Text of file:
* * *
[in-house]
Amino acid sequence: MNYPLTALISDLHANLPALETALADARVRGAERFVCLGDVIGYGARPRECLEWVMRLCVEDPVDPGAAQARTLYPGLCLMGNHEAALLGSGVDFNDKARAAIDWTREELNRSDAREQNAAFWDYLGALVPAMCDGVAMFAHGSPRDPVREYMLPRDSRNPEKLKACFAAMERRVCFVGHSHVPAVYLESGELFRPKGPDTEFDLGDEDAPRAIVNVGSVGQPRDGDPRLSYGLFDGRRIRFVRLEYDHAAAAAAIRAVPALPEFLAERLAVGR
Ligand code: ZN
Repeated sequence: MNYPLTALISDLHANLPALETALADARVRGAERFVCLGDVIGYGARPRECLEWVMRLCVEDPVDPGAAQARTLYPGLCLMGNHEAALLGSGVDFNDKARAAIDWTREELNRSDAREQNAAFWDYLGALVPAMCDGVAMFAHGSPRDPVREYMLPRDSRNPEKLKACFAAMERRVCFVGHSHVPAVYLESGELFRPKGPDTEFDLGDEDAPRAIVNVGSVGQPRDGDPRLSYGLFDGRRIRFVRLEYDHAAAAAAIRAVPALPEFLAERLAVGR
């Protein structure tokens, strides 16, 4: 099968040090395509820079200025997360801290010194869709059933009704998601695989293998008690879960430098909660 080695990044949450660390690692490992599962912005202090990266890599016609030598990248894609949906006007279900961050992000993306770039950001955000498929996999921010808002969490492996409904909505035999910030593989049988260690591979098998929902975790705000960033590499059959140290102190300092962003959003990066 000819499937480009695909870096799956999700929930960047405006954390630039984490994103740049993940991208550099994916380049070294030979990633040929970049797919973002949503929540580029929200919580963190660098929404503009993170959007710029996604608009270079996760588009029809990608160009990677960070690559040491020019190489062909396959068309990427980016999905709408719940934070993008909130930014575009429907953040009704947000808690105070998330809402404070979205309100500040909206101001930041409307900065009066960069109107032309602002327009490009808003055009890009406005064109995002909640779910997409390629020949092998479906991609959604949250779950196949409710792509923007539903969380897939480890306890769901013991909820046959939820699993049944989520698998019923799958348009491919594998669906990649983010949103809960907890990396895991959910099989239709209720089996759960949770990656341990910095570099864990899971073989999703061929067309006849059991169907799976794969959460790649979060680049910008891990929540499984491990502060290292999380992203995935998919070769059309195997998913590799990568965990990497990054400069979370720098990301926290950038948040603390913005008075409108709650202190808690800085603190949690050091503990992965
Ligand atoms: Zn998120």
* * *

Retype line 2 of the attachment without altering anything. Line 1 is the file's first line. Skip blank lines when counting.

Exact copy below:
Amino acid sequence: MNYPLTALISDLHANLPALETALADARVRGAERFVCLGDVIGYGARPRECLEWVMRLCVEDPVDPGAAQARTLYPGLCLMGNHEAALLGSGVDFNDKARAAIDWTREELNRSDAREQNAAFWDYLGALVPAMCDGVAMFAHGSPRDPVREYMLPRDSRNPEKLKACFAAMERRVCFVGHSHVPAVYLESGELFRPKGPDTEFDLGDEDAPRAIVNVGSVGQPRDGDPRLSYGLFDGRRIRFVRLEYDHAAAAAAIRAVPALPEFLAERLAVGR